It was equally tempting to lock that box forever. Eradicate all of those violent and petty thoughts once and for all. But that way also led to ruin. He needed it to survive even five minutes under the Dark Lord's scrutiny. He needed it to hold his own against the constant and unending tearing and pulling from the ambitions of the other Death Eaters. All of his self-protective instincts were bound up in his darker side. If he lost them he'd probably end up in St. Mungo's next to Lockhart.
A shout in the hall brought his head up, as his body shot up out of the seat. Wand in hand, he stepped around his desk, as his door burst open, and Filius raced in, short legs pumping.
"Severus! Death Eaters! There are Death Eaters in the school! You must come, there's fighting everywhere!"
Snape closed his eyes for only a moment. When he opened them again Filius shrank back from what he saw. The diminutive teacher's eyes rolled up as the silent Stupefy hit him. Snape winced as the man hit the floor hard. He shook off the impulse to see if his coworker was injured and shoved the simple teacher farther into its box. Donning his cloak, he raced out of the room and right onto two students hovering outside his door.
Lovegood and Granger stared at him with surprise and… concern. The concern twisted like a knife in his gut.
"Professor Flitwick has collapsed. I want the two of you to take care of him. Stay with him. There's danger in the school and I must go see to it."
The Lovegood girl turned immediately and went after her Head of house. Granger stared at him with her enormous brown eyes and lifted an unsteady hand towards him.
"Be careful, sir," she said.
He recoiled from the outstretched hand without a reply and raced away.
He pounded through the castle, ignoring everyone until he saw Gibbon. He grabbed his arm and barked out, "Where?" Gibbon pointed him in the right direction and turned away. Snape raced toward the Astronomy Tower, right through the thickest fighting and up the stairs. He paused for a moment and listened to the voices of Amycus and Alecto urging Draco on with the deed.
So. It had come.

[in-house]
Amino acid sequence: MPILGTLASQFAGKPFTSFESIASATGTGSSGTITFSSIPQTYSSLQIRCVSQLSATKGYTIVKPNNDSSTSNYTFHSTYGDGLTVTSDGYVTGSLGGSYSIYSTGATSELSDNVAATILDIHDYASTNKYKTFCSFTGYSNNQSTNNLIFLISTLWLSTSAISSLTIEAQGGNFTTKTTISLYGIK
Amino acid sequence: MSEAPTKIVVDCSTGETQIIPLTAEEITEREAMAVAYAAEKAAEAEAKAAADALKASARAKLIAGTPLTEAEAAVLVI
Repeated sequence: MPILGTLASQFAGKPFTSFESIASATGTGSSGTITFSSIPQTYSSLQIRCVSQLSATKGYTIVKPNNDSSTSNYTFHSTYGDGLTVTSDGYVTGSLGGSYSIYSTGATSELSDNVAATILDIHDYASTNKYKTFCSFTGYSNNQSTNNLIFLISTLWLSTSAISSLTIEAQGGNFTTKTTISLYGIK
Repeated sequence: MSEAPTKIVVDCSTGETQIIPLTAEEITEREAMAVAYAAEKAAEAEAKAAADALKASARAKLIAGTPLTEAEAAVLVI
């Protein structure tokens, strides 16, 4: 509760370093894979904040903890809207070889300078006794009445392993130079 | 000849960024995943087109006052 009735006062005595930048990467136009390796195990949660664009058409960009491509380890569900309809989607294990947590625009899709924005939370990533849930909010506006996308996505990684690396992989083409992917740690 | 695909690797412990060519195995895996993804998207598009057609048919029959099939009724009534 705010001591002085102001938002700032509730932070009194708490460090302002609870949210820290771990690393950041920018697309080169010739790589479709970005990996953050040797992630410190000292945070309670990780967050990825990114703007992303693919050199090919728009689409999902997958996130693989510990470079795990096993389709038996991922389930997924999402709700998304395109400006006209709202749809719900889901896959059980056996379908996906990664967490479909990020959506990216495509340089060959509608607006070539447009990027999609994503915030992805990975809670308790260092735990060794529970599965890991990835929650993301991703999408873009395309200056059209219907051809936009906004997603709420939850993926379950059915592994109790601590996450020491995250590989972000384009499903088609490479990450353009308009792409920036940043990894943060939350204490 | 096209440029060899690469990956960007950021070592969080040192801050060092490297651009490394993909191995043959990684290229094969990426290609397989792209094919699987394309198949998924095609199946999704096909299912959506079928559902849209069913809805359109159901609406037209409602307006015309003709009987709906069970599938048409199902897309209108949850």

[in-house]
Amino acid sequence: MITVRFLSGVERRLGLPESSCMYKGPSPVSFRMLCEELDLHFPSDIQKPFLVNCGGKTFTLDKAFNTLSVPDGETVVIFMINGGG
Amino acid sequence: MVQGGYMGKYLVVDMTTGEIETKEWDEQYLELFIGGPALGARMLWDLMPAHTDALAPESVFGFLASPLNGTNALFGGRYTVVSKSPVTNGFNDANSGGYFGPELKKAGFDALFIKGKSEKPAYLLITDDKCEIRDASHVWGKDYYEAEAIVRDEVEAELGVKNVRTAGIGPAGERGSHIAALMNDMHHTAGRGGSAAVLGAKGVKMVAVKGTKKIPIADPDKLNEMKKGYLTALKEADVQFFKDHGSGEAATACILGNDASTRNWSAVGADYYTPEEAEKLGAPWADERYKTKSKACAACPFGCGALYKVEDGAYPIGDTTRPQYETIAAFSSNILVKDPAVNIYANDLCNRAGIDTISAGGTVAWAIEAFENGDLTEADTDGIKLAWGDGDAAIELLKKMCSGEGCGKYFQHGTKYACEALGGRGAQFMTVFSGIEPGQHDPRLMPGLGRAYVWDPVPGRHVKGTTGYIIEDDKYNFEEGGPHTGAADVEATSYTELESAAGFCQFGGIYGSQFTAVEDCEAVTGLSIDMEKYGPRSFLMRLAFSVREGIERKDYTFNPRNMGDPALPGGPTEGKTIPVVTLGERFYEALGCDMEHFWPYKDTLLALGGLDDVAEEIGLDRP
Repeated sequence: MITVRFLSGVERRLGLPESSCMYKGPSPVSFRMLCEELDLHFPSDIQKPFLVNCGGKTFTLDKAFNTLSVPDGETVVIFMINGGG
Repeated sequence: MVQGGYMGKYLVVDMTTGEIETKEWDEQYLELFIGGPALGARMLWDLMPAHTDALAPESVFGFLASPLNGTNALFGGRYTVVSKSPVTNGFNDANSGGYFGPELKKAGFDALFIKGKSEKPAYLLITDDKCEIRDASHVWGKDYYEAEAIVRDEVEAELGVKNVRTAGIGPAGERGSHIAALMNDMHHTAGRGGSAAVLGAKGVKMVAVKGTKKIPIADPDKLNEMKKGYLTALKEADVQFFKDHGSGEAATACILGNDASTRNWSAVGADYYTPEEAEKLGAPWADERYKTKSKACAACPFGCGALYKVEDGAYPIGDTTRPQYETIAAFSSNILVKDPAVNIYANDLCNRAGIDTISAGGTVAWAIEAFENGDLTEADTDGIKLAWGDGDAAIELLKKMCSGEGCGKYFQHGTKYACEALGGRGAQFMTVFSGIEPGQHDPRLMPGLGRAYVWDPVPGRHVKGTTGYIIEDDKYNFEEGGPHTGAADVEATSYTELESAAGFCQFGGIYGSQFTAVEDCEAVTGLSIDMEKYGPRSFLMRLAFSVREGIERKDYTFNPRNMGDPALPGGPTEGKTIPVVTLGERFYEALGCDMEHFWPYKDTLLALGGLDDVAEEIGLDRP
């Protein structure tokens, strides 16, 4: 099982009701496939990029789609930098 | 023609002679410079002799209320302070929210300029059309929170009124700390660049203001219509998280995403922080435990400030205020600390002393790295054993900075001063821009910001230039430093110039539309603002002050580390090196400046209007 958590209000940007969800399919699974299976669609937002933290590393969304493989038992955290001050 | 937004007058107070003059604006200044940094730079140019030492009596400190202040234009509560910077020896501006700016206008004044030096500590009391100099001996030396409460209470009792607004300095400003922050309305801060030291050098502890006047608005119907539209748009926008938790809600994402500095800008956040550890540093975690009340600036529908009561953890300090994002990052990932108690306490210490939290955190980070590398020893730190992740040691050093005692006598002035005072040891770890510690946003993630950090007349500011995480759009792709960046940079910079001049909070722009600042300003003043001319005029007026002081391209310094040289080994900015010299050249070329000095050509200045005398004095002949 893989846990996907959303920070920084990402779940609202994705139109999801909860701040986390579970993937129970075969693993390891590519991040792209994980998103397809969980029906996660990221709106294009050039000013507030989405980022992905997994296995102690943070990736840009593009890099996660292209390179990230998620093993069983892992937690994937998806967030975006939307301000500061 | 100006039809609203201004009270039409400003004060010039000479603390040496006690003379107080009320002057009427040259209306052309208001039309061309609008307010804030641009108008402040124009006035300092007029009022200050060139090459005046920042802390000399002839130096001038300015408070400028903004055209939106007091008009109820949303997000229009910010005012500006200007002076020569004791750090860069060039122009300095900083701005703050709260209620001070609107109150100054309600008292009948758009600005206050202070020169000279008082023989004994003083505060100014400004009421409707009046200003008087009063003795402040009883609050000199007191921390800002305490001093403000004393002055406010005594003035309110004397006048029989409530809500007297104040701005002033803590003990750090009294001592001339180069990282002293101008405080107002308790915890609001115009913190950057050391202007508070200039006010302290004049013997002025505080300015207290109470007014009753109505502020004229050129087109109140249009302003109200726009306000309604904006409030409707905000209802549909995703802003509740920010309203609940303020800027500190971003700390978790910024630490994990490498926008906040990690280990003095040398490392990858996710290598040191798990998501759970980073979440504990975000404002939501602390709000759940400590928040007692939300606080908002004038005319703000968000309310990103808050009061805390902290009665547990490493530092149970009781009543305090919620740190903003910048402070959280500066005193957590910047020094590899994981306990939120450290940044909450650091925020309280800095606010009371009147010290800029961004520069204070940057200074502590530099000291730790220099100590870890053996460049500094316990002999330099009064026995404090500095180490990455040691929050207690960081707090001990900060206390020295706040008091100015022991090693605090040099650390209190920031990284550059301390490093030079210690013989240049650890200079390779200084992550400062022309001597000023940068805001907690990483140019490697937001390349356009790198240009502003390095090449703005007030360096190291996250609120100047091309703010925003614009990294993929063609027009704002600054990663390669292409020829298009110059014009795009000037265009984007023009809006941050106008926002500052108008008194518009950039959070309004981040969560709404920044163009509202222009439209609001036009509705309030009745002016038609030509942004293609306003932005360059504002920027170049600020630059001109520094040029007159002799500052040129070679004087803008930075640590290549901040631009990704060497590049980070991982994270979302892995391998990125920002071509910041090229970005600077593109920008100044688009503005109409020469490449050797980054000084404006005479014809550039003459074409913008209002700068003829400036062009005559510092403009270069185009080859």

He slammed the lid down on every thought or impulse that could ruin everything and fully embraced the Death Eater. He shoved the box into the furthest reaches of his psyche and threw open the door.
The Dark Mark hung in the sky like the rotted sail of a ghostly ship, illuminating the tableau. Dumbledore was disarmed and at the mercy of the four Death Eaters and his godson. The critical part of his mind assessed his mentor and employer and saw his time was much more than limited, it was upon him. He pushed past Draco, shoving the boy roughly out of the way.
"We've a problem, Snape," said Amycus. *
Snape ignored him. He had eyes only for Dumbledore sagging against the parapet next to two brooms and looking at him with hope.
Snape's anger and sense of betrayal grew. It swelled and engulfed him. That this man, whom he'd come to love as a father, would ask such of him… The Death Eater sneered. This is what love brings you.
The hatred slipped its leash.
Time seemed to slow. Snape stared in numb fascination as the light faded from Dumbledore's eyes and his body pitched backwards towards the edge of the parapet. An intense pain, a wrongness, spread from his chest outwards towards the tips of his limbs.
Time stopped. Dumbledore's body hung suspended in the air as a roaring, tearing, cracking sound blocked everything else from Snape's ears. Pain like no other seared his bones. Fear clawed at him. A primal terror overwhelmed him. Images assaulted him.